The U.S. Bank
by Sy Schreckinger – ANTIQUE TOY WORLD Magazine – June, 1996
Several mechanical banks are distinguished by their obscure or
inexplicable subject matter. Their irrelevance is puzzling and we ponder
the designers' reasons for creation.
An example is the "U.S. Bank" (Figure I), wherein the comically
portrayed faces of a black man and a black dog are seen peering through
the windows of a bank building (Figure II). Interpretation, other than
racial, has eluded detection since there is scant documentation pertaining
to the "U.S. Bank," including its designer and manufacturer. Had it not
been for the recent discovery of a patent on a toy "safe" bank, i.e.
D5,494 (Figure III), all aspects of this mechanical's history would
have remained an enigma.
The patent of a Mr. Anthony M. Smith of Brooklyn, New York, reads:
"The novelty and distinctive characters of my design is the application of
the door to a toy safe, in combination with the niche and figure of a
watchman, as shown in the drawing...". Although Mr. Smith made no
reference to any mechanical bank, the similarity between the niche and
watchman in his patent to that of the "U.S. Bank" leaves little doubt as
to the designer of that particular facet of the mechanical.
Several collectors attribute production of the "U.S. Bank" to the J.
& E. Stevens Company of Cromwell, Connecticut, based upon a few similar
design characteristics. However, my belief is that, based upon several
casting, color and design similarities, the bank's manufacturer may
possibly have been the Kyser & Rex Company of Frankford, Pennsylvania. The
most compelling arguments against the J. & E. Stevens theory are the
notable omission of the infamous Stevens' undercoat paint, and the absence
of the company's patented round or sliding coin retainers. Needless to
say, only the disclosure of further documentation will establish the true
identity of the bank's manufacturer.
There are two minor casting variations of the "U.S. Bank." One has a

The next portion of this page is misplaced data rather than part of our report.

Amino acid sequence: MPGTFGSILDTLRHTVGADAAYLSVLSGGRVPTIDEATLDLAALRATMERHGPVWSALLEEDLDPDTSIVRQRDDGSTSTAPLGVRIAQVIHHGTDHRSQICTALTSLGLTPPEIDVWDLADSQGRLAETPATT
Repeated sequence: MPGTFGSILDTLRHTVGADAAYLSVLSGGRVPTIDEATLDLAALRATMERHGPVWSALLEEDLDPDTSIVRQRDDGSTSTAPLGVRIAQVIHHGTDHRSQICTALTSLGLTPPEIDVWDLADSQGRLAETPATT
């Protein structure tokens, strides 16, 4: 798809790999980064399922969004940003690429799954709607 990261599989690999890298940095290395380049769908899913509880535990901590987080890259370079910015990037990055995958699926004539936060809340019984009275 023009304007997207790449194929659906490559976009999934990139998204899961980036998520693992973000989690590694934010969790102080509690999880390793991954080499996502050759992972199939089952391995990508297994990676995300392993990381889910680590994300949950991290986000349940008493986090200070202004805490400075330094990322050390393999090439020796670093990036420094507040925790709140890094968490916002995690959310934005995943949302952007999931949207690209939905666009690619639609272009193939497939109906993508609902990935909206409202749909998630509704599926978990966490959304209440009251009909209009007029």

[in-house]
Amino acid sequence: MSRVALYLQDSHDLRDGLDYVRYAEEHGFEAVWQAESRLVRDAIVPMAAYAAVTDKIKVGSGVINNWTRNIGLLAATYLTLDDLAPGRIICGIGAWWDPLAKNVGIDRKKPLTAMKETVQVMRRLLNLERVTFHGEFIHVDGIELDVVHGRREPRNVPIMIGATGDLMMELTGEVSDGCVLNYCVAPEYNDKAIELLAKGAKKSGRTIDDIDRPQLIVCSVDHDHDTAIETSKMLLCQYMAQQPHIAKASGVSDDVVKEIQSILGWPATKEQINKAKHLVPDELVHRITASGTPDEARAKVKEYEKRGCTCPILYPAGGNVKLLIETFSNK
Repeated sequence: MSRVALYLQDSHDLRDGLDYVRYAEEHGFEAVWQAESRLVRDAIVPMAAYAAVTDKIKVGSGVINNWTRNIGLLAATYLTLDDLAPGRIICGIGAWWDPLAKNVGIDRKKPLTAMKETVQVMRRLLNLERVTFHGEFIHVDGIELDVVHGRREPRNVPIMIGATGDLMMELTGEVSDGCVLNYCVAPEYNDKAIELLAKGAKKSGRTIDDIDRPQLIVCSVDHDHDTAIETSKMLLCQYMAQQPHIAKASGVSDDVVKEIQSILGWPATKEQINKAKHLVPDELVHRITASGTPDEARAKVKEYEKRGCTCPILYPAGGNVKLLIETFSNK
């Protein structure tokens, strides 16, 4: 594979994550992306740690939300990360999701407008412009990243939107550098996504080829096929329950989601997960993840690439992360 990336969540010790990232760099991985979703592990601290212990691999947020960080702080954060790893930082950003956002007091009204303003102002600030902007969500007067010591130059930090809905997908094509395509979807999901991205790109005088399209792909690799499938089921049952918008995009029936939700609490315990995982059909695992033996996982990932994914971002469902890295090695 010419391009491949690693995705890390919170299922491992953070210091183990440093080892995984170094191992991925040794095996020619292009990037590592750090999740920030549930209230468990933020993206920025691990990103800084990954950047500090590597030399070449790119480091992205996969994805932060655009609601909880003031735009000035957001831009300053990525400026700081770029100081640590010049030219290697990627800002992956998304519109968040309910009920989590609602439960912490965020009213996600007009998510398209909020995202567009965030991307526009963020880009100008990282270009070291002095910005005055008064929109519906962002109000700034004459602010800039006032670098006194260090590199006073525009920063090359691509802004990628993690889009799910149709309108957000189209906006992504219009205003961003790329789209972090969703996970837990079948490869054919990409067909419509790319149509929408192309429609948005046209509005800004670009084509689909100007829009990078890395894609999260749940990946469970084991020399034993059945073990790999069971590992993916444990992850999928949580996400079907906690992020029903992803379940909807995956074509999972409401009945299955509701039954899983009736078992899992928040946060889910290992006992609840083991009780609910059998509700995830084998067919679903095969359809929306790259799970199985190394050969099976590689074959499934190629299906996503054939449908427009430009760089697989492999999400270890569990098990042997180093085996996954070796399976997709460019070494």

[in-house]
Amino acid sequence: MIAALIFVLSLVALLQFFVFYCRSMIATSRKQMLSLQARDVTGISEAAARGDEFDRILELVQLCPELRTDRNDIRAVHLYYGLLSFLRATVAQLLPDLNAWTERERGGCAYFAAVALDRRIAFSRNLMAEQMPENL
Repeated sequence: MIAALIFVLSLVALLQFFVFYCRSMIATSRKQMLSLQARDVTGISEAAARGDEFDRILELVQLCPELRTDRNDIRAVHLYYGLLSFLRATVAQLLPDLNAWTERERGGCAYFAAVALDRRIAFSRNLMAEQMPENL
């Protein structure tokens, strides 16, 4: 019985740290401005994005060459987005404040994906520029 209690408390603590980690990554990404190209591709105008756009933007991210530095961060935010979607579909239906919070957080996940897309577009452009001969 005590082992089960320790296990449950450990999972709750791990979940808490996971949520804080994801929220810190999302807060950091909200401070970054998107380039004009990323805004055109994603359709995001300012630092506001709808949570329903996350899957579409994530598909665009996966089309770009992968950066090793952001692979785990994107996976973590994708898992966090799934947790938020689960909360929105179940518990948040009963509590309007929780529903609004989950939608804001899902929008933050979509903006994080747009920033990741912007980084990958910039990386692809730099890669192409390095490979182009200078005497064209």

small ledge cast under the coin slot, while the other has none (see Figure
I). There are no significant color differences. (Note the photograph in
Figure I, wherein the color of the side walls, sections of the roof and
the base appear to be black. These are actually painted a deep blue.)
Action of the "U S Bank" is both simplistic and surprising. Firstly,
the white porcelain-topped plunger is depressed, exposing the coin slot
and faces of the man and dog (Figure II). The coin is then deposited by
inserting it through the slot. When the plunger is released, the slot
closes and the faces of the man and dog are once again veiled. Deposits
are removed by unscrewing the slotted screw, which also has the function
of holding the entire bank together, and is located underneath the base.
The "U.S. Bank" is one of the rarest and is the largest member in the
architectural mechanical bank category. Finding an all-original example in
superb paint condition, with no broken or replaced parts, could prove a
challenge to the most advanced collector.
I am not aware of the existence of reproductions of the "U.S. Bank."
Figure IV is a base diagram of an original example. If a recast were
attempted, it would appear approximately one-quarter inch smaller O.D. in
width than indicated.
Acknowledgement: The fine example of the "U.S. Bank" shown in Figure
I is from the collection of Don and Betty Jo Heim.